An added element is that sexual assault survivors and other women are incensed by the way Republicans handled the Brett Kavanaugh nomination to the U.S. Supreme Court, and the hostility and dismissiveness with which a gang of old white men dealt with women who accused the newly seated Associate Justice of sexual assault and sexual misconduct.
Many are promising to punish Republicans on November 6.
After 20 years of Republican control, Florida is poised, ripe for change. Gov. Rick Scott has piled up a dubious record over the past eight years, particularly in the areas of the environment, education and healthcare.
He loosened a raft of environmental regulations directly tied to the poisoning of the waters off Florida and the explosion of red tide and an algae bloom which has killed unknown numbers of fish and sea life.
He has routinely short-changed public education by siphoning off money for traditional schools and dumping it into school voucher programs and public charter schools run by private groups. As it relates to healthcare, Florida is considerably worse off than when Scott slid into office.
Sun Sentinel columnist Randy Schultz argues that the main reason for Florida’s poor performance is that Scott has refused to expand Medicaid as allowed under the Affordable Care Act. Intense opposition by Republicans to former President Barack Obama, and an aversion to the ACA, has fueled Scott’s unwillingness to accept billions of federal dollars to cover the costs of what is now 4.2 million uninsured people.
Gillum’s attempt to become Florida’s next governor has been overshadowed by an FBI investigation into city government. Although the Tallahassee mayor has said the FBI assured him he has not been the focus of the investigation, his opponent, former Congressman Ron DeSantis, has hammered Gillum with accusations of being corrupt, all of which Gillum has denied.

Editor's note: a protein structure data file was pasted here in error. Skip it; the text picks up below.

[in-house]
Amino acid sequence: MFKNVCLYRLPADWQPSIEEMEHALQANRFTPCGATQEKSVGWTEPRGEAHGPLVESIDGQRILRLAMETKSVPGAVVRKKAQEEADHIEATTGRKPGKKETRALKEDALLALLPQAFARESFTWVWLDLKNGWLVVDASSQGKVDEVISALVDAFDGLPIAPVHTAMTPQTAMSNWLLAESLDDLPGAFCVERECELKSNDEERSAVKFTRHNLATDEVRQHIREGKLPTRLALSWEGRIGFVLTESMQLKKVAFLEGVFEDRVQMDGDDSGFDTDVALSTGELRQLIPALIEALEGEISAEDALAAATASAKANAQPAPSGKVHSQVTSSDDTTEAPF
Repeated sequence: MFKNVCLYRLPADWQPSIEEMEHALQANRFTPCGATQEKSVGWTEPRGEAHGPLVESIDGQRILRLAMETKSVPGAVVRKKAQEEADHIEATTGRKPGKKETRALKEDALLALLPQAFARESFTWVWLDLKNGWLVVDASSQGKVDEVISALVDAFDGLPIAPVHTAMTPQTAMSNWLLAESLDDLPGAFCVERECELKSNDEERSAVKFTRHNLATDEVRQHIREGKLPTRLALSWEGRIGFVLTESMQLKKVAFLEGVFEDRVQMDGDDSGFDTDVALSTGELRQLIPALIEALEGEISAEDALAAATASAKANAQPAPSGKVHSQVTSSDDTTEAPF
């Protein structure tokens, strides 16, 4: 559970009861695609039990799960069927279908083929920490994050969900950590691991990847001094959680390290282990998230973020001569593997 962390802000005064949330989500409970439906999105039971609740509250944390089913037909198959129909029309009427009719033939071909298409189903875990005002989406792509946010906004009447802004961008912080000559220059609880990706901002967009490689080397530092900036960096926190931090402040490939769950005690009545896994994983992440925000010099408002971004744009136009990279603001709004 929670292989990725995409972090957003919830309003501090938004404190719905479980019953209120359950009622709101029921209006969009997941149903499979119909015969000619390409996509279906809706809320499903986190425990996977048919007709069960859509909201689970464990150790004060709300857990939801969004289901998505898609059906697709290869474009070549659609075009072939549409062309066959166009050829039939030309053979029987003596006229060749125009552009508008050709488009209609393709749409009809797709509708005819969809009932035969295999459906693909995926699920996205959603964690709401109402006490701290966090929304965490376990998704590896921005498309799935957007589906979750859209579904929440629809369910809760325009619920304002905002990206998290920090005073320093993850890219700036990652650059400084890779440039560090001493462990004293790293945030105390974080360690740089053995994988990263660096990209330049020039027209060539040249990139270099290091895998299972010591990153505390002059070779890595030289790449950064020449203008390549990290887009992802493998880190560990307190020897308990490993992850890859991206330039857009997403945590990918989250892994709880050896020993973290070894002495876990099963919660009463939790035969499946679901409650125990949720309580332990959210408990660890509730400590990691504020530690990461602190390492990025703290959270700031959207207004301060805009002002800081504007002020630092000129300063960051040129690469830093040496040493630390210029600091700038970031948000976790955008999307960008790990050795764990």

The issue of race has been the proverbial elephant in the room, with DeSantis not missing an opportunity to use Gillum’s color and ethnicity to scare off voters. Meanwhile, Gillum accuses the DeSantis campaign of highlighting the corruption investigation to reinforce negative stereotypes about Black men.
DeSantis, 40, has run a racialized, some call racist, campaign, saying on the first day out of the box that Floridians shouldn’t vote for Gillum and allow him to “monkey up” the state.
He claimed that race had no bearing on his use of the term and he has forcefully asserted several times that he will not bow down to the altar of political correctness or allow the media to smear him. To date, a Neo-Nazi group has distributed two sets of robocalls on DeSantis’s behalf, and DeSantis has scrambled to distance himself from the hate group.
In the final gubernatorial debate, the moderator pressed DeSantis on his tactics, which he denied, to which Gillum responded:
“Well, let me first say, my grandmother used to say that a hit dog will holler, and it hollered through this room. Mr. DeSantis, first of all, he has Neo-Nazis helping him throughout the state, has spoken at racist conferences, accepted a contribution and would not return it, from someone who referred to the former president of the US a Muslim N.I.G.G.E.R. When asked to return that money he said no. He’s using the money to now fund negative ads. I’m not saying Mr. DeSantis is a racist, I’m simply saying the racists believe he’s a racist …”
One of Gillum’s campaign promises is to expand Medicaid coverage, although he won’t be able to do it without support from the Republican-dominated state Legislature. But if one or both of the state houses changes hands after the midterms, Gillum has an outside chance of reversing the tide.
Gillum also champions greater access to healthcare, a $15 minimum wage, and allocating more money to higher education and worker training. He supports a $1 billion investment in public schools that would be financed, in part, by increasing the corporate income tax and legalizing and taxing marijuana.
He wants to overhaul the state’s minimum sentencing guidelines and reform Florida’s bail system, which disproportionately affects poor defendants by having them languish in jail because they lack the money to pay for excessive cash bails.
Nov. 6 will be a collision of a vision of the past – as voiced by DeSantis, a Trump-endorsed Ivy League acolyte of the president – and the vision of the future envisioned by Gillum.
Gillum is regarded as the person who can help ordinary Floridians, of all colors and stripes, know that they finally have someone in their corner who’s more interested in bolstering the fortunes of ordinary folks than feathering the nests of corporations, lobbyists and the 1%.